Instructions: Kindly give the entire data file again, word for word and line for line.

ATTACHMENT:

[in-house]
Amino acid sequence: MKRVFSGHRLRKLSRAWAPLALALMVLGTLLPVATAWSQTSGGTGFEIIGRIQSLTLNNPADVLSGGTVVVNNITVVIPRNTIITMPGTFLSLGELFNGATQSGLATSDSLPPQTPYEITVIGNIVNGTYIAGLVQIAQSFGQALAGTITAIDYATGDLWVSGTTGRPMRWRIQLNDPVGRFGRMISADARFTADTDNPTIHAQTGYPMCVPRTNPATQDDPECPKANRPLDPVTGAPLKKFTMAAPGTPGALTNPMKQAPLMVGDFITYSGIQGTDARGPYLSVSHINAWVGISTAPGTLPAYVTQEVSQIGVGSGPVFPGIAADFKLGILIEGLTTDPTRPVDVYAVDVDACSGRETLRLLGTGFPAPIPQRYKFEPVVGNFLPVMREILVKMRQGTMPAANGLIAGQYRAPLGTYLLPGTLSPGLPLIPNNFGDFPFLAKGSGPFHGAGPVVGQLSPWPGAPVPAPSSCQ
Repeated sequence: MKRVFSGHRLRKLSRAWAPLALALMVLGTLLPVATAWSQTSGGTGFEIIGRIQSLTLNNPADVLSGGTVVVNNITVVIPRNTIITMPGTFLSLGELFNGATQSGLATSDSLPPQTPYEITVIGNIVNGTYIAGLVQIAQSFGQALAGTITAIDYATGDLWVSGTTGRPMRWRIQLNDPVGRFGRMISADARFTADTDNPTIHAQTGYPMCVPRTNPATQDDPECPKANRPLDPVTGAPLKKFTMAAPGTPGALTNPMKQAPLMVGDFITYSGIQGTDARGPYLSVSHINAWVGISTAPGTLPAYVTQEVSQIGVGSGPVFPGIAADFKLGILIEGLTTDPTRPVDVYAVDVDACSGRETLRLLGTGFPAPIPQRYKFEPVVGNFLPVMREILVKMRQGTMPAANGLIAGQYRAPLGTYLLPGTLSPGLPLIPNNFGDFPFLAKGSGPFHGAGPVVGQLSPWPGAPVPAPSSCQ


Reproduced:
[in-house]
Amino acid sequence: MKRVFSGHRLRKLSRAWAPLALALMVLGTLLPVATAWSQTSGGTGFEIIGRIQSLTLNNPADVLSGGTVVVNNITVVIPRNTIITMPGTFLSLGELFNGATQSGLATSDSLPPQTPYEITVIGNIVNGTYIAGLVQIAQSFGQALAGTITAIDYATGDLWVSGTTGRPMRWRIQLNDPVGRFGRMISADARFTADTDNPTIHAQTGYPMCVPRTNPATQDDPECPKANRPLDPVTGAPLKKFTMAAPGTPGALTNPMKQAPLMVGDFITYSGIQGTDARGPYLSVSHINAWVGISTAPGTLPAYVTQEVSQIGVGSGPVFPGIAADFKLGILIEGLTTDPTRPVDVYAVDVDACSGRETLRLLGTGFPAPIPQRYKFEPVVGNFLPVMREILVKMRQGTMPAANGLIAGQYRAPLGTYLLPGTLSPGLPLIPNNFGDFPFLAKGSGPFHGAGPVVGQLSPWPGAPVPAPSSCQ
Repeated sequence: MKRVFSGHRLRKLSRAWAPLALALMVLGTLLPVATAWSQTSGGTGFEIIGRIQSLTLNNPADVLSGGTVVVNNITVVIPRNTIITMPGTFLSLGELFNGATQSGLATSDSLPPQTPYEITVIGNIVNGTYIAGLVQIAQSFGQALAGTITAIDYATGDLWVSGTTGRPMRWRIQLNDPVGRFGRMISADARFTADTDNPTIHAQTGYPMCVPRTNPATQDDPECPKANRPLDPVTGAPLKKFTMAAPGTPGALTNPMKQAPLMVGDFITYSGIQGTDARGPYLSVSHINAWVGISTAPGTLPAYVTQEVSQIGVGSGPVFPGIAADFKLGILIEGLTTDPTRPVDVYAVDVDACSGRETLRLLGTGFPAPIPQRYKFEPVVGNFLPVMREILVKMRQGTMPAANGLIAGQYRAPLGTYLLPGTLSPGLPLIPNNFGDFPFLAKGSGPFHGAGPVVGQLSPWPGAPVPAPSSCQ